Upon dropping anchor at The Finnieston, you could almost have been transported to some place on The Shore in Leith or a village in the East Neuk of Fife between its low-ceiling, snug wooden booths, weathered feel and seafood-centric cuisine. Situated in the premises previously occupied by Café Bayan, the Argyle Street bar and restaurant’s air of cosy waterfront charm is manufactured, but that doesn’t prevent it from representing a breath of fresh sea air in an area not exactly lacking strong competition.
It’s the owners of nearby Lebowksis that are behind The Finnieston, opened in September, and they bring the same dedication to fresh, locally sourced and 'traceable' seasonal produce (the menu changes every couple of days), albeit here in pursuit of a finer dining and drinking experience, with fairly precipitous prices to match. The food’s good, but the cocktails are even better, and they perhaps point to where The Finnieston’s success will more so lie: it’s not difficult to conceive of this place becoming a popular haunt among your fussier West End drinkers à la The Ubiquitous Chip and Stravaigin.
A Rangoon Daisy aperitif (gin, maraschino, orgeat syrup, bitters and lime) is typical of the kind of novel, grown-up concoctions they mix at The Finnieston. Sharp, citrusy and refreshing enough to be the perfect hair-of-the-dog drink (did it not cost £7.50 a hit), it makes for a good palate-cleanser before a starter of a terrine of moist haggis and ham hough with a heart of black-pudding at the centre, served with a tuft of crisp green leaves and drop of apple purée.
The mains aren’t the most inspired – salmon in white wine sauce, steamed mussels, fish and chips. The 'luxury' fish pie practically requires a small submersible to dive to the assorted fish cuts lying at the bottom of the pot, though the special of skate wings served on a bed of mash is more elegant and out of the ordinary. A sprinkle of popping candy adds a zingy flourish to a raspberry and vanilla panacotta dessert, before the eye again wanders towards the selection of fancy digestifs (the Admiral’s Coffee, spiked with cognac and rum, maintains the seafaring feel), gins (over 32 variants) and martinis, which will keep many diners at their table long after their meal.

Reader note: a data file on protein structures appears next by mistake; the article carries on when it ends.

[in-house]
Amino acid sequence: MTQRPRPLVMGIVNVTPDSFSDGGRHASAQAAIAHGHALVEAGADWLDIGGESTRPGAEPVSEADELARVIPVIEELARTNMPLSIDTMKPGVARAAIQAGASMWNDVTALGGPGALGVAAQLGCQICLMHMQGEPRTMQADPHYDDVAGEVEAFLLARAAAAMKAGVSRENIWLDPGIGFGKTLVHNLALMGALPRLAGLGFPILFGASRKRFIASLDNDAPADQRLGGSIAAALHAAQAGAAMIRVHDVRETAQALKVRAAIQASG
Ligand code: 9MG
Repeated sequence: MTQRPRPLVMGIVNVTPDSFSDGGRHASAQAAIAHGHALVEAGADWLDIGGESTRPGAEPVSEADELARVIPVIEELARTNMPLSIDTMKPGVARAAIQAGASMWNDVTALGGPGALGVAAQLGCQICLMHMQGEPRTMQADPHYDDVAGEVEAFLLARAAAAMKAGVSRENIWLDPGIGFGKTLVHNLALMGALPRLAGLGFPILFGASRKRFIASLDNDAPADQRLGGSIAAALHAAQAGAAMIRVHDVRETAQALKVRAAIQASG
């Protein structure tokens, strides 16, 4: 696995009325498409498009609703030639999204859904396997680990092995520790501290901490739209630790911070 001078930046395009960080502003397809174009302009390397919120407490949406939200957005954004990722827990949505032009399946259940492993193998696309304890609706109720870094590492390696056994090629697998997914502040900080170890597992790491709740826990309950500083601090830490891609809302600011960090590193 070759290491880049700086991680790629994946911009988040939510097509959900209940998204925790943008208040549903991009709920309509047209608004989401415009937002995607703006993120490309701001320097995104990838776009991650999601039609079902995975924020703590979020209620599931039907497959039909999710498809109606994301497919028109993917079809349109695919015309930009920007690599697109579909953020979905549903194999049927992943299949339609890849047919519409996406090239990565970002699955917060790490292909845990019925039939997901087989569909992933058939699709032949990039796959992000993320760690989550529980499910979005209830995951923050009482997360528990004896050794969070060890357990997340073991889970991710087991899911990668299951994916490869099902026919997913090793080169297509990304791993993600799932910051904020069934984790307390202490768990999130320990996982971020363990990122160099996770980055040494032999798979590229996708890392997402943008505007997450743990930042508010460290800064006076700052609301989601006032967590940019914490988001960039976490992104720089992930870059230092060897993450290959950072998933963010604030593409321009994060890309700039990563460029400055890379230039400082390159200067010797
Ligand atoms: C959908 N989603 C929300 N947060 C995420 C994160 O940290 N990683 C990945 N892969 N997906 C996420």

This review is taken from the current (2016) edition.
Like so many joints in this buzzing area, the Finnieston manages to be on-trend without being full-on hipster. Decked out in a nautical theme, the ropes, chains and exposed brickwork make it feel pretty hardy. Strong relationships with suppliers mean that you could be sat beside a photograph of the fisherman who caught your dinner. In-season seafood is delivered daily, served simply with a choice of sauce and sides, which leads to a multitude of combinations such as black brill, smoked garlic and rosemary sauce, with green vegetables and champ or a fat fillet of sea trout, pink peppercorn butter and must-try sweet potato fries and chermoula mayo. Whatever the combination, it all goes together delightfully, hinting at a grand masterplan from the kitchen. In contrast to the simplicity of the mains, starters are more complex, such as Tarbert scallops that are silky and salty against earthy parsnip purée, with pomegranate seeds adding a wonderful sweet pop. Excellent food and a very happening vibe mean an endless stream of just-left-the-office types, West End eccentrics and everyone in between is reeled in to this excellent establishment.
- High point: Great food, drinks and morals
- Low point: Awkward toilet/sink/hand-dryer layout
- Notable dish: Hand dived Tarbert scallops with curried parsnip puree, pomegranate, lotus root crisps and salty fingers
- Private dining: Up to 12 covers
- Provides: Children's portions, Children's high chairs, Wheelchair access, Outdoor tables, Free wi-fi
- Music on stereo: Funk and soul
- Capacity: 46
- Largest group: 12
- Open since: Sep 2011
- Number of wines sold by the glass: 35
- House wine: £18 per bottle